Defense Secretary Mark Esper broke with President Donald Trump on the issue of using active-duty troops to put down riots that have rocked American cities including Denver.
Esper's comments Wednesday ended 48 hours of tense silence from military leaders including U.S. Northern Command in Colorado Springs, which would be tasked with leading any active-duty units tasked with riot control. The secretary disavowed the legal basis that would allow the deployment of active-duty troops, a move that Trump threatened Monday.
"I do not support invoking the Insurrection Act," Esper told reporters during a news conference.
The president can deploy active-duty units to enforce federal laws under the act, a law passed in 1807 but sparingly used since the Civil War. The wide discretion the president once had in using troops in domestic situations was curtailed by Congress with the Posse Comitatus Act of 1878, which bars using troops in a law enforcement capacity in any case short of insurrection.
Esper said federal troops could be used to police cities "only in the most urgent and dire of situations.
“We are not in one of those situations now,” he said.
Trump drew criticism for Monday remarks that pledged use of active-duty forces without the consent of local authorities to quell rioting that has devolved from peaceful protests sparked by the death of George Floyd in Minnesota after a white police officer pressed his knee to the black man's neck for several minutes.
"If a city or state refuses to take the actions that are necessary to defend the life and property of their residents, then I will deploy the United States military and quickly solve the problem for them," Trump said during a Rose Garden speech.
The White House gave a cryptic response Wednesday when asked whether Esper's statement changed his standing with President Trump.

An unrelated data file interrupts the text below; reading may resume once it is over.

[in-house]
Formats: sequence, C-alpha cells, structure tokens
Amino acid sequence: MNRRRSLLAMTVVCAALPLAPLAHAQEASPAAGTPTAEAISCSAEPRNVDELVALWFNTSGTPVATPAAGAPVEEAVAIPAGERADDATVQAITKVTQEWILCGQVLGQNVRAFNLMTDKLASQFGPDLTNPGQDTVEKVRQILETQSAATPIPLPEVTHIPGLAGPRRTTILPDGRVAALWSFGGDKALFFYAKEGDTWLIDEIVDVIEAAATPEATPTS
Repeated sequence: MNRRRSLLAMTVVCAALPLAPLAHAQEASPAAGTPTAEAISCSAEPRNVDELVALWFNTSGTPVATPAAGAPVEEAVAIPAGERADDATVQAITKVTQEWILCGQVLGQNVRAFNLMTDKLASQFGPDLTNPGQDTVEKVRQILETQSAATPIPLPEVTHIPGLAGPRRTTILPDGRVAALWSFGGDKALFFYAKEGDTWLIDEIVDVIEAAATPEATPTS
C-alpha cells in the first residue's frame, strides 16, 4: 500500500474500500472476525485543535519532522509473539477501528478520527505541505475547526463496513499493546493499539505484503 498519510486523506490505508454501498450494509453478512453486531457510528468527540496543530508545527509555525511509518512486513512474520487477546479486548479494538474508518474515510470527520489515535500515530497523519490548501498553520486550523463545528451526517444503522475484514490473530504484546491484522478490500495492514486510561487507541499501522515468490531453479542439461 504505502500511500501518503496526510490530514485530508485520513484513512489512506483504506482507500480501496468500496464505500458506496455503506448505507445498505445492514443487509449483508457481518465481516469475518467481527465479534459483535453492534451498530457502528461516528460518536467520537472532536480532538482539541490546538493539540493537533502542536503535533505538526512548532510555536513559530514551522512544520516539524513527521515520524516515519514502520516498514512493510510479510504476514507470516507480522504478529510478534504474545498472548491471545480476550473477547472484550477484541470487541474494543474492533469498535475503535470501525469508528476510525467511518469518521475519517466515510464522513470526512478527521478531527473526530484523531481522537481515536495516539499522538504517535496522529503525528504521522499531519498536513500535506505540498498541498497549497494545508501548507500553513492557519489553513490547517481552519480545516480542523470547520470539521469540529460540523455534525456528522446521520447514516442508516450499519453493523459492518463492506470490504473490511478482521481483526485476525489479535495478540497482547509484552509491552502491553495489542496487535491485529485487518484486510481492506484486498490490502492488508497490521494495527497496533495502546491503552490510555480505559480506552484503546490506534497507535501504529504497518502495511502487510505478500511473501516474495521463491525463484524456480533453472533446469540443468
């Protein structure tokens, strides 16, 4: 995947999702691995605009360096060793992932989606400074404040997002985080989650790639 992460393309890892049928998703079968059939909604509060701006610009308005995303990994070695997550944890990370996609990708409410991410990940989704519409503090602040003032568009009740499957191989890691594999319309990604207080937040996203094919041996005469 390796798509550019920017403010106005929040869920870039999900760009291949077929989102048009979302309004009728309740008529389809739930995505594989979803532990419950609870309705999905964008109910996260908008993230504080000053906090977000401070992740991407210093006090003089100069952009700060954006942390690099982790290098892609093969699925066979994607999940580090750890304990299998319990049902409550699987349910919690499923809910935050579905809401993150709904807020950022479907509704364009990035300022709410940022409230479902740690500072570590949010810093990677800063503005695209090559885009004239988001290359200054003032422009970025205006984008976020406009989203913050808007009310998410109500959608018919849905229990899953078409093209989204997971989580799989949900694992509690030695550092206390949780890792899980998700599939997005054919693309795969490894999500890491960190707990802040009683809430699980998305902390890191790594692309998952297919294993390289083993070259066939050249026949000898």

"With regard to whether the President has confidence, I would say if he loses confidence in Secretary Esper, I'm sure you all will be the first to know,” said White House press secretary Kayleigh McEnany.
In Colorado Springs, Northern Command has refused to answer questions about the use of active-duty troops. Fort Carson, home of an active-duty military police battalion that was alerted for possible riot-control deployment, referred all questions to a Pentagon number that went immediately to a full voicemail box that wouldn't accept messages.
Over Monday and Tuesday, several active-duty and retired officers reached by The Gazette worried that using federal troops against rioters would sew dissension in the ranks and tarnish the military's image at a time of looming budget cuts.
"It's just a bad idea," one retired senior Army officer said of the move.
Retired Army Gen. Martin Dempsey, former chairman of the Joint Chiefs of Staff, took to Twitter on Monday to criticize the use of active-duty troops in riot control.
"America is not a battleground," Dempsey wrote. "Our fellow citizens are not the enemy."
Blocking the use of active-duty troops doesn't put the military on the sidelines as violent protests continue.
The National Guard, controlled by governors, can be legally used to help police riot-torn streets to enforce state laws.
In 24 states, including Colorado, Guard troops have been called in to support police as they control rioting. In Denver and elsewhere, the Guard forces have played support roles, rather than entering into direct confrontation with protesters.
Northern Command, which includes a task force that oversees troops in and around Washington, D.C., hasn't commented on the role it is playing to help civilian authorities control rioting.
That's in stark contrast to the public approach the command has taken in its efforts to provide support to efforts to stem the spread of coronavirus. The command is charged with defending the continent from attack and providing Pentagon support to civilian agencies in times of need.
The command has helped distribute military supplies and has overseen the deployment of medical troops to hard-hit areas, ordering the sailing of Navy hospital ships to New York and Los Angeles in March and sending a Fort Carson medical unit to Seattle.
In a Wednesday letter to troops, Esper highlighted the work the military has done to combat coronavirus and natural disasters.
"Throughout these response efforts, I have been incredibly proud of our Service members and their hard work to assist our fellow American," Esper wrote. "This past week, our support to civil authority mission — that had been focused on COVID-19 — changed. Our National Guard are now also being called upon across the country to help protect our communities, businesses, monuments, and places of worship.”